Low: Christmas (1999)
On our way from Stockholm
Started to snow
And you said it was like Christmas
But you were wrong
It wasn’t like Christmas at all
By the time we got to Oslo
Snow was gone
And we got lost
The beds were small
But we felt so young
(“Just Like Christmas”)
Sometimes, the most precious gift comes in the humblest of packages.
Low shared this seasonal joy to the world in 1999. Christmas is only 8 songs, consisting of five covers and three originals, as a gift to their fans it was released between the Duluth, MN trio’s masterful full-lengths Secret Name and Things We Lost in the Fire. As years went by, Christmas has turned out to be one of the most beloved holidays albums of recent times. The musical DNA of Low is perfectly tuned for December songs; with their hushed and heavenly harmonies, solemn sound and affinity for beautiful melodies that slowly falls down from heaven and melts like snowflakes on our tongues.
Low turn their backs on the hustle and bustle, away from flashy decorations, shopping sprees and fussy preparations, while never ending up in some sort of typical cool, indie irony. No, their gift to us is given with sincerity and grace.
This utterly wonderful collection of songs is nothing but a sacred and holy embrace of the true spirit of the season. This is Christmas.
If you were born today
We’d kill you by age eight
Never get the chance to say
Joy to the world and
Peace on the earth
Forgive them for they know not what they do
(“If You Were Born Today”)
Sufjan Stevens: Songs for Christmas (2006)
Back in 2001, Sufjan Stevens began to record Christmas songs and release them as gifts to friends and family. This turned into an annual tradition (except in 2004), where Stevens invited friends over for a session of homemade recording a week in December, supplied with a Reader’s Digest Christmas Songbook and using whatever musical instruments available around at the time.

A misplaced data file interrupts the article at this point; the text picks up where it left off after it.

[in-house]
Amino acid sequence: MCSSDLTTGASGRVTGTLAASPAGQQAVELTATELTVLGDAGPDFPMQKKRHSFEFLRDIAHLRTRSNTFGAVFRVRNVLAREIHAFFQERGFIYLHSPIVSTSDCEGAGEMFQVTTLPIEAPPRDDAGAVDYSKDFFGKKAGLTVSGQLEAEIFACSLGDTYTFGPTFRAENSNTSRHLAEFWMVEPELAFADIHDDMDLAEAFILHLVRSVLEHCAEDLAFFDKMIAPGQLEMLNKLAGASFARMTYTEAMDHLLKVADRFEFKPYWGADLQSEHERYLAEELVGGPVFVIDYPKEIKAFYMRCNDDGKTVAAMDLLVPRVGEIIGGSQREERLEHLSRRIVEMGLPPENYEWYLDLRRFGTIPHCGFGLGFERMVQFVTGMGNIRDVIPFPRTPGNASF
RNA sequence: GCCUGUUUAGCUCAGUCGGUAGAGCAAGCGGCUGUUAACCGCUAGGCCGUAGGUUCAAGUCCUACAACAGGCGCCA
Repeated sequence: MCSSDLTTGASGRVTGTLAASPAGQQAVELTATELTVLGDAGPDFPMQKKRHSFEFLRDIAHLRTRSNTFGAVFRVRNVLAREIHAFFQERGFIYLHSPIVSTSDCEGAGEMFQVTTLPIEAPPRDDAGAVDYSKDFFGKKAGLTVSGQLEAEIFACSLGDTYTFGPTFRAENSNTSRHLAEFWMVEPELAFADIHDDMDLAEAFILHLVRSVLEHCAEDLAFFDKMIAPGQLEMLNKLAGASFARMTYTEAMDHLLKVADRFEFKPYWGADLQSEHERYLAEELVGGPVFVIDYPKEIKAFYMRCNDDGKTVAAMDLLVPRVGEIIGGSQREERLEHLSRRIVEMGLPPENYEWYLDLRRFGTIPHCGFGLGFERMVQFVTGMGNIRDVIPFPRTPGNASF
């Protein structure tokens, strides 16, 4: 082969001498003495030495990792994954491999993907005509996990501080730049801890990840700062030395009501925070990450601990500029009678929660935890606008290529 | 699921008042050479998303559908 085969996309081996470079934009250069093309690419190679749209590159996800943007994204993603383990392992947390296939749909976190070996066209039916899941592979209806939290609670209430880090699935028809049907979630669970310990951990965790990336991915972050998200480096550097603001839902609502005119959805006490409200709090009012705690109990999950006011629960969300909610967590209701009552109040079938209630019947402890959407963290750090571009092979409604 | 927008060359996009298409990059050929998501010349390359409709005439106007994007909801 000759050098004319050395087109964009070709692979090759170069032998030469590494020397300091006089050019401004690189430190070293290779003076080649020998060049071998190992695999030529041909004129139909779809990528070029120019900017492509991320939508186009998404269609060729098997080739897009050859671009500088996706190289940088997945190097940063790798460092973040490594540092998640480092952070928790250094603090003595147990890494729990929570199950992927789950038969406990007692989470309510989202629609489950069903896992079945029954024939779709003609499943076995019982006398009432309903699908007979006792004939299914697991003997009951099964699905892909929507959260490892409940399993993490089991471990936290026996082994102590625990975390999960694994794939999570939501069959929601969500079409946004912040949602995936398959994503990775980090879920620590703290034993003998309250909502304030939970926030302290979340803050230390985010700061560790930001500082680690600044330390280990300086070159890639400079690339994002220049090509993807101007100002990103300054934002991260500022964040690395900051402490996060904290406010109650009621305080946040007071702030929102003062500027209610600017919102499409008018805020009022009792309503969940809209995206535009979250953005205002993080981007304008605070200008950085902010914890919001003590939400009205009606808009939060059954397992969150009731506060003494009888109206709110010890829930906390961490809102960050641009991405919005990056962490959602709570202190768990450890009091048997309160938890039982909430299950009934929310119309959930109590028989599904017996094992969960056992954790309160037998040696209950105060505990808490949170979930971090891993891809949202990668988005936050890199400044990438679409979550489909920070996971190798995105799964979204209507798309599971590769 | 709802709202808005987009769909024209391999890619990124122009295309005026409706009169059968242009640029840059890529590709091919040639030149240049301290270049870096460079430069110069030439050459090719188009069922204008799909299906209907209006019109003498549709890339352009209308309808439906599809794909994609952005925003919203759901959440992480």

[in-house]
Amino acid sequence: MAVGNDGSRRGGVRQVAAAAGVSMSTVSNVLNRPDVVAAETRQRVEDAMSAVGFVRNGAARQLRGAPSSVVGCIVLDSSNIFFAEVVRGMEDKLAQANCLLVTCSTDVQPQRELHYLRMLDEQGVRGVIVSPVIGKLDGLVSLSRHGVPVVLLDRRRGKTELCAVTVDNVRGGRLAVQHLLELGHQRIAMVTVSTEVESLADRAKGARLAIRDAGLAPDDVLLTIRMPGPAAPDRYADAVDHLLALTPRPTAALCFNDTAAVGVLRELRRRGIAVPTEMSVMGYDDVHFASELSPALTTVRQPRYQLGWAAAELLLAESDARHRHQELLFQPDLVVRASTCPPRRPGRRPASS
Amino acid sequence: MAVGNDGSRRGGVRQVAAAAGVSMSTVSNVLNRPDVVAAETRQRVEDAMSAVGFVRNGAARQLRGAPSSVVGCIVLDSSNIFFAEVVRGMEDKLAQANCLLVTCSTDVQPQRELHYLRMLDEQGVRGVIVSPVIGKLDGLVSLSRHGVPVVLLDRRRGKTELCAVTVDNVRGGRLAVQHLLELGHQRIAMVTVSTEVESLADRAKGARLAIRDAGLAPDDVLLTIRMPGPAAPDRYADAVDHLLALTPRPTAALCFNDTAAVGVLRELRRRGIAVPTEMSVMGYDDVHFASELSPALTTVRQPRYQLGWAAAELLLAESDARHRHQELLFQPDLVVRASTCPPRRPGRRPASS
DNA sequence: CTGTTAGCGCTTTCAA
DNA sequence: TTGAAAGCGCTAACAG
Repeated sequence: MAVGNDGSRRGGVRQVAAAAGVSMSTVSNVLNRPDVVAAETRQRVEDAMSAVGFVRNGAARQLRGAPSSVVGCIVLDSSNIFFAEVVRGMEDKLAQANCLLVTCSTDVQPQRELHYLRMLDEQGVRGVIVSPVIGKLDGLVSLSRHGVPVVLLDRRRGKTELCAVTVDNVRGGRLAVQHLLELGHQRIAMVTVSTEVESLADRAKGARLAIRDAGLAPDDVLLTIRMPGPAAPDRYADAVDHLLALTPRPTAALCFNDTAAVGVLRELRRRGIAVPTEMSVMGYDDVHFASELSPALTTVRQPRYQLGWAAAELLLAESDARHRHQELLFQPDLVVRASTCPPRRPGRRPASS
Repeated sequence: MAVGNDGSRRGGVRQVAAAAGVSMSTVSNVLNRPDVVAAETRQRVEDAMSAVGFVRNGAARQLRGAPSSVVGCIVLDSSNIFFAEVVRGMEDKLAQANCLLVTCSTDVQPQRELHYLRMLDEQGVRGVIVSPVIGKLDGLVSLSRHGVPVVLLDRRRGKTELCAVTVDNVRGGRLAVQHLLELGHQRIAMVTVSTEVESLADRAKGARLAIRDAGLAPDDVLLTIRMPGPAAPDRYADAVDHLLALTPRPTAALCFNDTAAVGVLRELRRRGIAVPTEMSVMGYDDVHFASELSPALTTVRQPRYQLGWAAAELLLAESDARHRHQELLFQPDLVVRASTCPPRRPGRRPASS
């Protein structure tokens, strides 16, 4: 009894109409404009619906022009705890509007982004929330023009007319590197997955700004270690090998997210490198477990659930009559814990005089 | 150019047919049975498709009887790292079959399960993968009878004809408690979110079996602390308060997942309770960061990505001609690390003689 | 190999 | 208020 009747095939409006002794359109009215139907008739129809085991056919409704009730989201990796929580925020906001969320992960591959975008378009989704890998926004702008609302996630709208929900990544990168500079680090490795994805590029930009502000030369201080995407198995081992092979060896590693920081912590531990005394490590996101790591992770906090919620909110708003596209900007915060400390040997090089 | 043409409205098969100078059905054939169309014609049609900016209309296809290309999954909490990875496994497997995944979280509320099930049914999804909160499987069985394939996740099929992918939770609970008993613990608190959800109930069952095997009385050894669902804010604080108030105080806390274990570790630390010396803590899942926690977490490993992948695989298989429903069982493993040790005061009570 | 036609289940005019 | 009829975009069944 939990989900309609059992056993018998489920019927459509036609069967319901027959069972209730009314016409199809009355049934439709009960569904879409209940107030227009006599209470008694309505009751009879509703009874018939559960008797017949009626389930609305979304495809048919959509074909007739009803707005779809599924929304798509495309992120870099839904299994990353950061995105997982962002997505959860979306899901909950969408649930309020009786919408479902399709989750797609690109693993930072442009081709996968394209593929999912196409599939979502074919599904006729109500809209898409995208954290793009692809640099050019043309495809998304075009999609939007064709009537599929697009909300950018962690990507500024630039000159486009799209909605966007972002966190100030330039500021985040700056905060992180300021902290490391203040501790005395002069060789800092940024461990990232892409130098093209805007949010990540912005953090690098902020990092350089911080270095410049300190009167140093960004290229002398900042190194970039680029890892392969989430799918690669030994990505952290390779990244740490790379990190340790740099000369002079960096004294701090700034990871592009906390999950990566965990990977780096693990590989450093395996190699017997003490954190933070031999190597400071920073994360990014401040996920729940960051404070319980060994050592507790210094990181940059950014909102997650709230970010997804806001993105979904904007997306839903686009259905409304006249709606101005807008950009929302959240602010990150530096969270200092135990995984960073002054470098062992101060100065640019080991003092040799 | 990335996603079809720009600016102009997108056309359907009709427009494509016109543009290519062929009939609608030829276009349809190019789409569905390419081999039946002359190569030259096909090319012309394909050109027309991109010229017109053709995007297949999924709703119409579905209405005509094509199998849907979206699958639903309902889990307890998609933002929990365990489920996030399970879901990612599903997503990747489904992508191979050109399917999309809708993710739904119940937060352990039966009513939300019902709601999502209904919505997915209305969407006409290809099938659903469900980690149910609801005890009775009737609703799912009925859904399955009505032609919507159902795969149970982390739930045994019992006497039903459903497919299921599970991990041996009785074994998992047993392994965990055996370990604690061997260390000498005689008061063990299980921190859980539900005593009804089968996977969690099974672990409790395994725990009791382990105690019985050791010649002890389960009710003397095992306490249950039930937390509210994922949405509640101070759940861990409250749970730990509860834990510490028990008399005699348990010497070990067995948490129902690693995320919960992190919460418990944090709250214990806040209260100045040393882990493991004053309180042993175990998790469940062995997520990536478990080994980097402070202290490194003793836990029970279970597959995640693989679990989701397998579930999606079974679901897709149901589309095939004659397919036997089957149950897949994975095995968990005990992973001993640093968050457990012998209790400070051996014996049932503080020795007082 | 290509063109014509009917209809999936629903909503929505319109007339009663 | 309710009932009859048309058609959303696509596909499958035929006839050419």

In 2006 the five EP’s were being repacked as a box-set and shared with a broader audience, making it into a wonderful collection of lovable traditional carols (“Joy to the World”, “O Holy Night”, “O Come, O Come Emmanuel”) as well as some brand new holiday-themed favorites (“Come On! Let’s Boogey to the Elf Dance!”, “It’s Christmas! Let’s Be Glad!”).
Songs For Christmas is unmistakably Sufjan Stevens, ranging from the sparse, folky to more grandiose and complex arrangements, and should be considered a must-have either you file it under S for Stevens or C for Christmas.
John Fahey: The New Possibility: John Fahey’s Guitar Soli Christmas Album (1968)
John Fahey is considered as one of the greatest country blues fingerstyle guitarists, and the master of American Primitive Guitar. Armed with his steel-string acoustic guitar, John Fahey recorded numerous classic albums since his debut album Blind Joe Death (1959) and up to the posthumously released Red Cross in 2003.
His biggest commercial success is The New Possibility, released in 1968. Mojo magazine rightfully described how it “possesses a deliciously deep and spooky ambience, a disjointed jauntiness coupled with a frost-fall morning melancholy, Fahey’s guitar somehow sounding like an Elizabethan harpsichord grown wild and mad out in the Appalachian mountains.”
This edition also collects his second Christmas album, Christmas with John Fahey Vol. II. (1975).